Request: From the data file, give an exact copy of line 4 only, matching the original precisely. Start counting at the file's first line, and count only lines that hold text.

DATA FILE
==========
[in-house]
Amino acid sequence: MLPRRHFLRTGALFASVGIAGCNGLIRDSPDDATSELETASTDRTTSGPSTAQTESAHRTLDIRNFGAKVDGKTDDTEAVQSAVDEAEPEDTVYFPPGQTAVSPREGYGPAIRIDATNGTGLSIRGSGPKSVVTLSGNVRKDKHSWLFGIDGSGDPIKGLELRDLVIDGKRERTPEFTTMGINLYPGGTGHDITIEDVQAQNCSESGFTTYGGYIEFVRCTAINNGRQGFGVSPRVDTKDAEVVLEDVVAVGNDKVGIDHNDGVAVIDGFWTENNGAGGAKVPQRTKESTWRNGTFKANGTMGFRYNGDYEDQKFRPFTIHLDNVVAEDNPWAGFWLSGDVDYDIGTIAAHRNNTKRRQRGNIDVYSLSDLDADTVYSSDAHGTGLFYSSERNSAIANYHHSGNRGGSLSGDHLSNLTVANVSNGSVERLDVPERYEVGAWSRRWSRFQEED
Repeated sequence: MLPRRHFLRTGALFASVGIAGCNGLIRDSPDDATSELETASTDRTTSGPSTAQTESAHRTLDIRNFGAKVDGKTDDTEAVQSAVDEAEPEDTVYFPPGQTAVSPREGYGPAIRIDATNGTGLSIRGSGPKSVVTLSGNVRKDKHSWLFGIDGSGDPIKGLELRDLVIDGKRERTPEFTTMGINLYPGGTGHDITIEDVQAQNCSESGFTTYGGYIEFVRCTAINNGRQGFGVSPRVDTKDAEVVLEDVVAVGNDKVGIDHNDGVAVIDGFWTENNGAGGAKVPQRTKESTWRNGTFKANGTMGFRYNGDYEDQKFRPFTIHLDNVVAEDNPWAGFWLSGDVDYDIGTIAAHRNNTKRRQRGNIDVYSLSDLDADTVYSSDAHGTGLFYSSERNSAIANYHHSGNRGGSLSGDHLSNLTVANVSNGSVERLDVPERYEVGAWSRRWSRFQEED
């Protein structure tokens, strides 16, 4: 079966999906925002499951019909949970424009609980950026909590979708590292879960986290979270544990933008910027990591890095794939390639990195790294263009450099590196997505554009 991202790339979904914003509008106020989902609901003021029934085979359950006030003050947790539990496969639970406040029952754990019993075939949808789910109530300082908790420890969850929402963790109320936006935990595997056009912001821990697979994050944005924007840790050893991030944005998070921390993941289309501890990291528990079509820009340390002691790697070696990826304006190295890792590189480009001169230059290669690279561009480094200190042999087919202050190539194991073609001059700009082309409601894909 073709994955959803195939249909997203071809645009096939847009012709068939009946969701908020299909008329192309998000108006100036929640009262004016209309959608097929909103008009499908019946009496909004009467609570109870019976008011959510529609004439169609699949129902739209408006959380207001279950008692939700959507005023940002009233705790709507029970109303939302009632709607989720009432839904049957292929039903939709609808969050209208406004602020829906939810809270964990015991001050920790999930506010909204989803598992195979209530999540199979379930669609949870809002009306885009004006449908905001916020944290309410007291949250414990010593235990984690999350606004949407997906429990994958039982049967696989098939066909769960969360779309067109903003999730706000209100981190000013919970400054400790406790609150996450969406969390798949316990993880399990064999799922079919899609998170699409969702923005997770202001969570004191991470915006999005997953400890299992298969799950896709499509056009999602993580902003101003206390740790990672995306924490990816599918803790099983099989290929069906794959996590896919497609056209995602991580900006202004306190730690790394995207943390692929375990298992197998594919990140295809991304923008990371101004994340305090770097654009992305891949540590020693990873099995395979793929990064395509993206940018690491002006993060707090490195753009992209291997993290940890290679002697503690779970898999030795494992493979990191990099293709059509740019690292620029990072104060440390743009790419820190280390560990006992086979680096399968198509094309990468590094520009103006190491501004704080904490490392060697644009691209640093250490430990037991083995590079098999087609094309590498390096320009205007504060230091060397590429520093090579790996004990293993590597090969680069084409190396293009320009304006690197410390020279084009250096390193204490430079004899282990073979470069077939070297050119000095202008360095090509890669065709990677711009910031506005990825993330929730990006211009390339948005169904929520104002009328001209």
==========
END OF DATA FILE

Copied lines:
């Protein structure tokens, strides 16, 4: 079966999906925002499951019909949970424009609980950026909590979708590292879960986290979270544990933008910027990591890095794939390639990195790294263009450099590196997505554009 991202790339979904914003509008106020989902609901003021029934085979359950006030003050947790539990496969639970406040029952754990019993075939949808789910109530300082908790420890969850929402963790109320936006935990595997056009912001821990697979994050944005924007840790050893991030944005998070921390993941289309501890990291528990079509820009340390002691790697070696990826304006190295890792590189480009001169230059290669690279561009480094200190042999087919202050190539194991073609001059700009082309409601894909 073709994955959803195939249909997203071809645009096939847009012709068939009946969701908020299909008329192309998000108006100036929640009262004016209309959608097929909103008009499908019946009496909004009467609570109870019976008011959510529609004439169609699949129902739209408006959380207001279950008692939700959507005023940002009233705790709507029970109303939302009632709607989720009432839904049957292929039903939709609808969050209208406004602020829906939810809270964990015991001050920790999930506010909204989803598992195979209530999540199979379930669609949870809002009306885009004006449908905001916020944290309410007291949250414990010593235990984690999350606004949407997906429990994958039982049967696989098939066909769960969360779309067109903003999730706000209100981190000013919970400054400790406790609150996450969406969390798949316990993880399990064999799922079919899609998170699409969702923005997770202001969570004191991470915006999005997953400890299992298969799950896709499509056009999602993580902003101003206390740790990672995306924490990816599918803790099983099989290929069906794959996590896919497609056209995602991580900006202004306190730690790394995207943390692929375990298992197998594919990140295809991304923008990371101004994340305090770097654009992305891949540590020693990873099995395979793929990064395509993206940018690491002006993060707090490195753009992209291997993290940890290679002697503690779970898999030795494992493979990191990099293709059509740019690292620029990072104060440390743009790419820190280390560990006992086979680096399968198509094309990468590094520009103006190491501004704080904490490392060697644009691209640093250490430990037991083995590079098999087609094309590498390096320009205007504060230091060397590429520093090579790996004990293993590597090969680069084409190396293009320009304006690197410390020279084009250096390193204490430079004899282990073979470069077939070297050119000095202008360095090509890669065709990677711009910031506005990825993330929730990006211009390339948005169904929520104002009328001209």